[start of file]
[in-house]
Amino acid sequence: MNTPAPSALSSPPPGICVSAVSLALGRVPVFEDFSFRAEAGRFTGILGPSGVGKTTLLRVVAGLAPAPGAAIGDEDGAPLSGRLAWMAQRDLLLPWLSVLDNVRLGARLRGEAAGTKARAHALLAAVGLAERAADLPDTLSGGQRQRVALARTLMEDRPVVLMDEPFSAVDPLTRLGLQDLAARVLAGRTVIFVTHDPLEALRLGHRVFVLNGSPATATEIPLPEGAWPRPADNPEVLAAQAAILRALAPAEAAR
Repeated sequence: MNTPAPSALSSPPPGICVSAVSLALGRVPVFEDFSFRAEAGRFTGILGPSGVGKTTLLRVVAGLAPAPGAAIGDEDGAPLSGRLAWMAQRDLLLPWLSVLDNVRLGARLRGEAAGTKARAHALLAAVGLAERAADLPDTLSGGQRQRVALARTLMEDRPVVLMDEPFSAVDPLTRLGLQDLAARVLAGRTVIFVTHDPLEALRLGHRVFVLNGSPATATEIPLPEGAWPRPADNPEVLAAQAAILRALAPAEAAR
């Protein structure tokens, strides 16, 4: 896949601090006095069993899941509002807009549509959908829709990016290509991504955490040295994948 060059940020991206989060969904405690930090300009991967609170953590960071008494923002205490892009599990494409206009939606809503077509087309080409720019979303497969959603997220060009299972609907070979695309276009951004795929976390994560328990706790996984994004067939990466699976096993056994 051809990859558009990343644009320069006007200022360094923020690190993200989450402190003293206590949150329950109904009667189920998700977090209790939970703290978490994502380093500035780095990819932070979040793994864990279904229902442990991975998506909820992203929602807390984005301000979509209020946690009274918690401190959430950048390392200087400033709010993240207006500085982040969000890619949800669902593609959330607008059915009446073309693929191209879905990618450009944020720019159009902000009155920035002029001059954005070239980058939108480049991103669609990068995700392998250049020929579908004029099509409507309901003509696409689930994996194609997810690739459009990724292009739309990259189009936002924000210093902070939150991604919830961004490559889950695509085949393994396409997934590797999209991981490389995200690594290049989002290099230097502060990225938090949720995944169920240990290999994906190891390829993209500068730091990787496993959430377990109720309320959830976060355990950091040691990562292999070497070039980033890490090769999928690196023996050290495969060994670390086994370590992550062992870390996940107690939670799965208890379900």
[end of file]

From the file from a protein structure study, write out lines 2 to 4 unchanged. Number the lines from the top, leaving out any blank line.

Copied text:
Amino acid sequence: MNTPAPSALSSPPPGICVSAVSLALGRVPVFEDFSFRAEAGRFTGILGPSGVGKTTLLRVVAGLAPAPGAAIGDEDGAPLSGRLAWMAQRDLLLPWLSVLDNVRLGARLRGEAAGTKARAHALLAAVGLAERAADLPDTLSGGQRQRVALARTLMEDRPVVLMDEPFSAVDPLTRLGLQDLAARVLAGRTVIFVTHDPLEALRLGHRVFVLNGSPATATEIPLPEGAWPRPADNPEVLAAQAAILRALAPAEAAR
Repeated sequence: MNTPAPSALSSPPPGICVSAVSLALGRVPVFEDFSFRAEAGRFTGILGPSGVGKTTLLRVVAGLAPAPGAAIGDEDGAPLSGRLAWMAQRDLLLPWLSVLDNVRLGARLRGEAAGTKARAHALLAAVGLAERAADLPDTLSGGQRQRVALARTLMEDRPVVLMDEPFSAVDPLTRLGLQDLAARVLAGRTVIFVTHDPLEALRLGHRVFVLNGSPATATEIPLPEGAWPRPADNPEVLAAQAAILRALAPAEAAR
């Protein structure tokens, strides 16, 4: 896949601090006095069993899941509002807009549509959908829709990016290509991504955490040295994948 060059940020991206989060969904405690930090300009991967609170953590960071008494923002205490892009599990494409206009939606809503077509087309080409720019979303497969959603997220060009299972609907070979695309276009951004795929976390994560328990706790996984994004067939990466699976096993056994 051809990859558009990343644009320069006007200022360094923020690190993200989450402190003293206590949150329950109904009667189920998700977090209790939970703290978490994502380093500035780095990819932070979040793994864990279904229902442990991975998506909820992203929602807390984005301000979509209020946690009274918690401190959430950048390392200087400033709010993240207006500085982040969000890619949800669902593609959330607008059915009446073309693929191209879905990618450009944020720019159009902000009155920035002029001059954005070239980058939108480049991103669609990068995700392998250049020929579908004029099509409507309901003509696409689930994996194609997810690739459009990724292009739309990259189009936002924000210093902070939150991604919830961004490559889950695509085949393994396409997934590797999209991981490389995200690594290049989002290099230097502060990225938090949720995944169920240990290999994906190891390829993209500068730091990787496993959430377990109720309320959830976060355990950091040691990562292999070497070039980033890490090769999928690196023996050290495969060994670390086994370590992550062992870390996940107690939670799965208890379900």